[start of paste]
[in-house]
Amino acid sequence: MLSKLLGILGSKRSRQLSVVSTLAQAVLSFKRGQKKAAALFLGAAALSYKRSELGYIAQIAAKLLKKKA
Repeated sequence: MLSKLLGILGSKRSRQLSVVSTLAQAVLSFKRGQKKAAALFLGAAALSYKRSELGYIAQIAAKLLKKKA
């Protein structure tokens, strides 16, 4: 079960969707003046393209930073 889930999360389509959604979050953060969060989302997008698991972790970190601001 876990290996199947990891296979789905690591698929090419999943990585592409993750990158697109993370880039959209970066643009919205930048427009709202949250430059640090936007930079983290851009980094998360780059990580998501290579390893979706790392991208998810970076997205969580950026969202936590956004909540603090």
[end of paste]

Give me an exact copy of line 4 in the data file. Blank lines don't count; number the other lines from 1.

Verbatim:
């Protein structure tokens, strides 16, 4: 079960969707003046393209930073 889930999360389509959604979050953060969060989302997008698991972790970190601001 876990290996199947990891296979789905690591698929090419999943990585592409993750990158697109993370880039959209970066643009919205930048427009709202949250430059640090936007930079983290851009980094998360780059990580998501290579390893979706790392991208998810970076997205969580950026969202936590956004909540603090």